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Re: Measurements of two ilia and some other questions about Sinraptorids
When reading through the links you've supplied, the name didn't turn
up in Chure's thesis or are you talking about the published version? HP
Mickey Mortimer wrote about a second message about the thesis, but
I haven't seen it in the DML messages, could it be in there?
No. Mickey has not written it yet...
Okie... I'm bored. So I'm going to throw in some extra info.
While reading the SVP 2002 Abstracts...
THE PHYLOGENETIC RELATIONSHIPS OF MEGALOSAURIDAE WITHIN BASAL
TETANURINE THEROPODS (DINOSAURIA).
ALLAIN, Ronan, Museum National d?Histoire Naturelle, Laboratoire de
Paléontologie, UMR 8569 CNRS 8 rue Buffon Paris, F-75005 France.
"The discovery of Poekilopleuron? valesdunensis from the Middle Bathonian of
Normandy provides us cranial and postcranial characters that are crucial for
reconstructing the phylogeny of basal tetanurine theropods commonly related
to poorly known Megalosauridae. Phylogenetic analyses of a data matrix of
107 characters and 22 ingroup taxa (including 9 European taxa) in a branch
and bound search in PAUP support the monophyly of Megalosauridae within a
monophyletic Spinosauroidea (Megalosauridae + Spinosauridae + Torvosaurus)
which is the sister taxon to Neotetanurae (Allosauroidea + Coelurosauria).
Ceratosaurus lies closer to Tetanurae than to Coelophysis. Poekilopleuron?
valesdunensis, Eustreptospondylus, Streptospondylus and Afrovenator are
united within Megalosauridae. Lourinhanosaurus is found to be another
Megalosauridae, while Metriacanthosaurus and
Erectopus, commonly referred to that clade, are more closely related to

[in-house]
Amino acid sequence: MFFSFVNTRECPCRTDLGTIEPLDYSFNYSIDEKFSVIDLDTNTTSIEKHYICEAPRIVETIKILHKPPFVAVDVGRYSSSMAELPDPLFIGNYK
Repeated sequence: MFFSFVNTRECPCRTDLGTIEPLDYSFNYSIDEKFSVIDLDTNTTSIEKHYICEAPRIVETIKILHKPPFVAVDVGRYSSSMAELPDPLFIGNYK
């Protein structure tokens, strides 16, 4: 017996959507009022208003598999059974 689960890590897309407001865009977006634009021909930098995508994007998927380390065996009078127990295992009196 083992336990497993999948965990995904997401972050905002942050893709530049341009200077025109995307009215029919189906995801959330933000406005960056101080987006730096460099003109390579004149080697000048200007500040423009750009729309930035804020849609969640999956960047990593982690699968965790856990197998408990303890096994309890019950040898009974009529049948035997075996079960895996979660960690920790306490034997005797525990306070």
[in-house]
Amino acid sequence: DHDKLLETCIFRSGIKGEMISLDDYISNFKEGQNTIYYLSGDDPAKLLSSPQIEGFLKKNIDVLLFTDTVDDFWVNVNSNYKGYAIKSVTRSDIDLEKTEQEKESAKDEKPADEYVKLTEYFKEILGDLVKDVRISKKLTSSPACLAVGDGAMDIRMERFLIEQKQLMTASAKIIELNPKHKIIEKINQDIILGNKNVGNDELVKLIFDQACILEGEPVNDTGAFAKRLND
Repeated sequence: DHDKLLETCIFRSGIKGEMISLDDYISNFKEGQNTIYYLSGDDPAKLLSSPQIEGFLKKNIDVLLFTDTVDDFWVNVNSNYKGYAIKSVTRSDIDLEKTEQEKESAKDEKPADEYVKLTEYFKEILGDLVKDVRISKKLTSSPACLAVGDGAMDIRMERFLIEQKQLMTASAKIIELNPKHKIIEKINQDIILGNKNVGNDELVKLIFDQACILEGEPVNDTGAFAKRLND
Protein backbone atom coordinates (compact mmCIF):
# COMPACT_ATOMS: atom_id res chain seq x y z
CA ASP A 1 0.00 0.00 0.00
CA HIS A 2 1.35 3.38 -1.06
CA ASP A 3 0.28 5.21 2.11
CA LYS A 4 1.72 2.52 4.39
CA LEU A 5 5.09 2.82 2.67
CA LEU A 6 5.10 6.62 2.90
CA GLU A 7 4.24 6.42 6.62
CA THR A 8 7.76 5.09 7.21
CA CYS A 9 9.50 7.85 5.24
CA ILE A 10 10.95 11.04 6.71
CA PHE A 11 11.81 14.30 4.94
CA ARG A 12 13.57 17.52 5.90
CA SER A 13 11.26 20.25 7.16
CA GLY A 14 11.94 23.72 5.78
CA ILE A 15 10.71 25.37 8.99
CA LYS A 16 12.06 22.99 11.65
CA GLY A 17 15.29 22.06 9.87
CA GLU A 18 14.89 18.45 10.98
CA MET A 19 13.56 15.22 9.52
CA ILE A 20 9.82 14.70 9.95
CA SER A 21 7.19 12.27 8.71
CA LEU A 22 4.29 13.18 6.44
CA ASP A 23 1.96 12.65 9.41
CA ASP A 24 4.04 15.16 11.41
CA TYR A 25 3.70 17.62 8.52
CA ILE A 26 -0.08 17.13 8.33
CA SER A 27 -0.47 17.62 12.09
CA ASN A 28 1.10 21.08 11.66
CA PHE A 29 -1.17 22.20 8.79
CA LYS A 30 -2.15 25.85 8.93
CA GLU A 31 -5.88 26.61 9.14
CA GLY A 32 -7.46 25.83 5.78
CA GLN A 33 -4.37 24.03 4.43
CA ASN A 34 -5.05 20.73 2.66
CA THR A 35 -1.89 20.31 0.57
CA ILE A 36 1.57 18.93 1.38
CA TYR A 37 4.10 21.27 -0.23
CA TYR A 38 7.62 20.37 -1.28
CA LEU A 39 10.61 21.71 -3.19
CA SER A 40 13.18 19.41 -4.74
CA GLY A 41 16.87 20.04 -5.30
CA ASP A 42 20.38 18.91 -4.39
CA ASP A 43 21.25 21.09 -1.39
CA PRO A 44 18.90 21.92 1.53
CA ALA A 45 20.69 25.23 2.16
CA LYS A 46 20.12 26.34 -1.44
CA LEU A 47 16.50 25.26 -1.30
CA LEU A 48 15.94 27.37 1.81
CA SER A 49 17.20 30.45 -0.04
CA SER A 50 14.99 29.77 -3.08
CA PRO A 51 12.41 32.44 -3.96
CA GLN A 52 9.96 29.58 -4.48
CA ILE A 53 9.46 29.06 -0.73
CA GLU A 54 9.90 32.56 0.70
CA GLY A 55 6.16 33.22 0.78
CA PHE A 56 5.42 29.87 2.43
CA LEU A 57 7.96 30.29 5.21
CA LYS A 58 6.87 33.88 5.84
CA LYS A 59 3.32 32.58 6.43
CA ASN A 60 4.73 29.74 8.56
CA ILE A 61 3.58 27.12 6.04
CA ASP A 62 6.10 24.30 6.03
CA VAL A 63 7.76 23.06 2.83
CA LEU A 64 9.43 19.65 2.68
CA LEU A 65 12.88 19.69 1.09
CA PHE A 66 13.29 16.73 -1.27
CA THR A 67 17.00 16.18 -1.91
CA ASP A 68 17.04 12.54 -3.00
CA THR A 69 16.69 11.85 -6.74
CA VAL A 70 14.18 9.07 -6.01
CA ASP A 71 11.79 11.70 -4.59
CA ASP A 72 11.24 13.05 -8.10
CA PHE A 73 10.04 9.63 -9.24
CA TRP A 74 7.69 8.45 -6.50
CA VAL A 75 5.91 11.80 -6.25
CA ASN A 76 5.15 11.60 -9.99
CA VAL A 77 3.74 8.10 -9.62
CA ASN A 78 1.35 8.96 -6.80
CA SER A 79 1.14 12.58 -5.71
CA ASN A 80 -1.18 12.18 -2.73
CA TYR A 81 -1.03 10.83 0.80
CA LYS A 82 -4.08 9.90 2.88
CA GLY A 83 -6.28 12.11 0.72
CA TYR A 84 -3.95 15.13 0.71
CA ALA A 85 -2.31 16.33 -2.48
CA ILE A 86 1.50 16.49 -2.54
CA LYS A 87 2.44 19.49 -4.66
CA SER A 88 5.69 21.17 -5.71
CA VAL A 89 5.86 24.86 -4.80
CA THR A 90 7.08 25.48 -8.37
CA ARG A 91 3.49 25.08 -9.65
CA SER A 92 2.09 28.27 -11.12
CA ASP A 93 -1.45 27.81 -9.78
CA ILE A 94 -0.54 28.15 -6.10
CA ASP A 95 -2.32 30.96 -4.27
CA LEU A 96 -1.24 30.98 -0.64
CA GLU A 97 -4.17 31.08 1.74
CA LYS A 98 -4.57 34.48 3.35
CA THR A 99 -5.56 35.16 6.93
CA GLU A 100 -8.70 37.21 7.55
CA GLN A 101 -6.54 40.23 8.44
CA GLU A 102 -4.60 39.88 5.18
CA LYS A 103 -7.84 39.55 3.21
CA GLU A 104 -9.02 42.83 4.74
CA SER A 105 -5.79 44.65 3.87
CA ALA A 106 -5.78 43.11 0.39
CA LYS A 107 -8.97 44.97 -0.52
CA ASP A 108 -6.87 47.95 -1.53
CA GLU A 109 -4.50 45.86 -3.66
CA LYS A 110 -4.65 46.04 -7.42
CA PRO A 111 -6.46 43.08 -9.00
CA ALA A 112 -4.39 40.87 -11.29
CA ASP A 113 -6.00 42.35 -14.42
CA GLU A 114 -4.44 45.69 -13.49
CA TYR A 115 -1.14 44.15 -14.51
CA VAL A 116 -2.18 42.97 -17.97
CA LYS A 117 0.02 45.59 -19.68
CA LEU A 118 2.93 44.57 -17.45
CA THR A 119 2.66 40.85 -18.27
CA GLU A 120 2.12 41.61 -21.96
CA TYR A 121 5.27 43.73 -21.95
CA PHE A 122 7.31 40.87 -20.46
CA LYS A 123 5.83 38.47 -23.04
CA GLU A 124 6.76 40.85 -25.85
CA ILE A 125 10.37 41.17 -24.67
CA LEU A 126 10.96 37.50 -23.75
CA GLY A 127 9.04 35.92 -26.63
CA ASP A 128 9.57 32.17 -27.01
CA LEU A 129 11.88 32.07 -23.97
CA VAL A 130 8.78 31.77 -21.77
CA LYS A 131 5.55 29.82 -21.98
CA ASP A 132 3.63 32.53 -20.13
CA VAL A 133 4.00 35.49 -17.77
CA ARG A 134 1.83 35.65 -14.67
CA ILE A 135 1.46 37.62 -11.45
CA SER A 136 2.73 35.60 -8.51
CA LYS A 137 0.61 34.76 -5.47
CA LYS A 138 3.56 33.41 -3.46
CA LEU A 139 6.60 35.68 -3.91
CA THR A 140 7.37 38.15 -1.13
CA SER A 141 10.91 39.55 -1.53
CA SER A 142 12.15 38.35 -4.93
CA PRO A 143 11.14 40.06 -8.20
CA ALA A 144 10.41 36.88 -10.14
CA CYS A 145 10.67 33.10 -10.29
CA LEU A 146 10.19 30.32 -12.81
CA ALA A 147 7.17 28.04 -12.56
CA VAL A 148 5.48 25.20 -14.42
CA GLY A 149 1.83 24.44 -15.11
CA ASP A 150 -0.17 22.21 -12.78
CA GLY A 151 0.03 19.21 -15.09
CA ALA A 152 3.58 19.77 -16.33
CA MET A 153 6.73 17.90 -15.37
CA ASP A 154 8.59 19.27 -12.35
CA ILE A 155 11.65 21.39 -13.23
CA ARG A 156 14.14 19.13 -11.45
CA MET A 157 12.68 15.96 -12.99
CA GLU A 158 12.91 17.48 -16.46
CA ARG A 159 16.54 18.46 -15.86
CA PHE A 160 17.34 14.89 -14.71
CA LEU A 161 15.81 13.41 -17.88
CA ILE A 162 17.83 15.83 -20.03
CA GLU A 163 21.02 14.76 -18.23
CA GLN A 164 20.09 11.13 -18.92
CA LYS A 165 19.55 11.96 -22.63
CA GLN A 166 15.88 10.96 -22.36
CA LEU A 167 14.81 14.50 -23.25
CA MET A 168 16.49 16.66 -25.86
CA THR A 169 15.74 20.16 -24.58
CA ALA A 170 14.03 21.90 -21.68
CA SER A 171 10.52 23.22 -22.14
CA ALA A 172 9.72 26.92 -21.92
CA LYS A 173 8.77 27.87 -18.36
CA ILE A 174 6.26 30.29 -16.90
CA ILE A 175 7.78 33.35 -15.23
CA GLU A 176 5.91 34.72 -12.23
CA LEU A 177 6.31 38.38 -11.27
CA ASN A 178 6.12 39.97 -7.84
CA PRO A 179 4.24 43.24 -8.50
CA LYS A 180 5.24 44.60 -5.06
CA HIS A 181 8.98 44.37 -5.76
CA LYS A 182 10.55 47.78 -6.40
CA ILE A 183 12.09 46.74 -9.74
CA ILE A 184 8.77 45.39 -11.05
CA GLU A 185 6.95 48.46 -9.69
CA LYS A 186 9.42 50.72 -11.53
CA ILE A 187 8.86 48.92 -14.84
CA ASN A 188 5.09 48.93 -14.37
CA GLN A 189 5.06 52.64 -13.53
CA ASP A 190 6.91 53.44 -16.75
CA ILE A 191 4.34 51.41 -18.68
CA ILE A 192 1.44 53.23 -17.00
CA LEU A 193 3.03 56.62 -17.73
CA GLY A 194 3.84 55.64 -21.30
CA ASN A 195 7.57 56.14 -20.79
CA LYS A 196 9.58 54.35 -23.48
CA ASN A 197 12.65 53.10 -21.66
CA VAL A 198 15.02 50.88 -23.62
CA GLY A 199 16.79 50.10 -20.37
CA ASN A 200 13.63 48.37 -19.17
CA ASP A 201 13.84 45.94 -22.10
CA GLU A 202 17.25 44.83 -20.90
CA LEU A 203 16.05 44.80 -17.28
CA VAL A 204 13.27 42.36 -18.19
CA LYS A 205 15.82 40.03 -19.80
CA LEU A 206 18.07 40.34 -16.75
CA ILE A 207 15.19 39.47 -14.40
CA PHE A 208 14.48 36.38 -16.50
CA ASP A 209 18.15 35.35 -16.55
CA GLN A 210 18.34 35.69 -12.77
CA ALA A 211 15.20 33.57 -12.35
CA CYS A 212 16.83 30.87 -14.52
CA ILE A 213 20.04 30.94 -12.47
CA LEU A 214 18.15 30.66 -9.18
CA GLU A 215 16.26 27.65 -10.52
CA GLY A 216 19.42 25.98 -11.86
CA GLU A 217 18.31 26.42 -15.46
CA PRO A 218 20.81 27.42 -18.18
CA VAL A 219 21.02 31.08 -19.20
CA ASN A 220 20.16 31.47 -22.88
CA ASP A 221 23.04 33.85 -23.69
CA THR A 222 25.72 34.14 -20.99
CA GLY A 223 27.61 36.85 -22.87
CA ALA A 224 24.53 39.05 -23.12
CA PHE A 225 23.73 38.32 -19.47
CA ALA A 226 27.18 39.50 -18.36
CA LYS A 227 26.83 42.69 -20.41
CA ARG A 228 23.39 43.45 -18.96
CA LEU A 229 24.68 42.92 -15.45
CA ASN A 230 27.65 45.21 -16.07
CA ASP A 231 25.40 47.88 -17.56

Allosauroidea. Neovenator is a basal allosauroid. The resulting strict
consensus tree superimposed on the geochronologic time scale suggests that
Ceratosauria, Spinosauroidea, Allosauroidea and Coelurosauria were distinct
as early as the Early Jurassic. With nine valid taxa, the Middle to Late
Jurassic European large theropod fauna thus appears to be more diversified
than what has previously been recognized. It is dominated by spinosauroids
while these are greatly outnumbered by allosauroids in the North American
PAUL 1988 grouped Eustreptospondylus oxoniensis, Piatnitzkysaurus floresi,
Gasosaurus constructus, Marshosaurus bicentesimus, CV 00214
(Metriacanthosaurus? sp.), Yangchuanosaurus shangyouensis, &
Metriacanthosaurus parkeri in the Eustreptospondylidae (PAUL 1988). He then
divided P. floresi, E. oxoniensis, G. constructus, and M. bicentesimus into
the Eustreptospondylinae (PAUL 1988) & M.? sp., Y. shangyouensis, and M.
parkeri into the Metriacanthosaurinae (PAUL 1988). Paul wrote of
Marshosaurus that "it is tempting to put this theropod in the next subfamily
[Metriacanthosaurinae]" and cited that the pubic boot was larger than that
of the other eustreptospondylines.
ALLAIN 2002 (the JVP paper, not to be confused with the SVP presentation)
finds the sinraptorids to be the sister group to the carcharodontosaurids on
the basis of two characters:
23) pneumatic openings associated with the internal carotid artery canal
(noted as ambigious in Appendix 3)
43) posteroventrally sloping occiput
How many characters support the view of the allosaurids and
carcharodontosaurids being sister groups? I thought quite a bit more but
I'm often prone to be wrong.
Allain, R. (2002) DISCOVERY OF MEGALOSAUR (DINOSAURIA, THEROPODA) IN THE
MIDDLE BATHONIAN OF NORMANDY (FRANCE) AND ITS IMPLICATIONS FOR THE PHYLOGENY
OF BASAL TETANURAE, Journal of Vertebrate Paleontology, 22(3):548-563,
Allain, R. (2002) THE PHYLOGENETIC RELATIONSHIPS OF MEGALOSAURIDAE WITHIN
BASAL TETANURINE THEROPODS (DINOSAURIA). Journal of Vertebrate
Paul, G. (1988) Predatory Dinosaurs of the World, Simon and Schuster: New
York, 464 pp.
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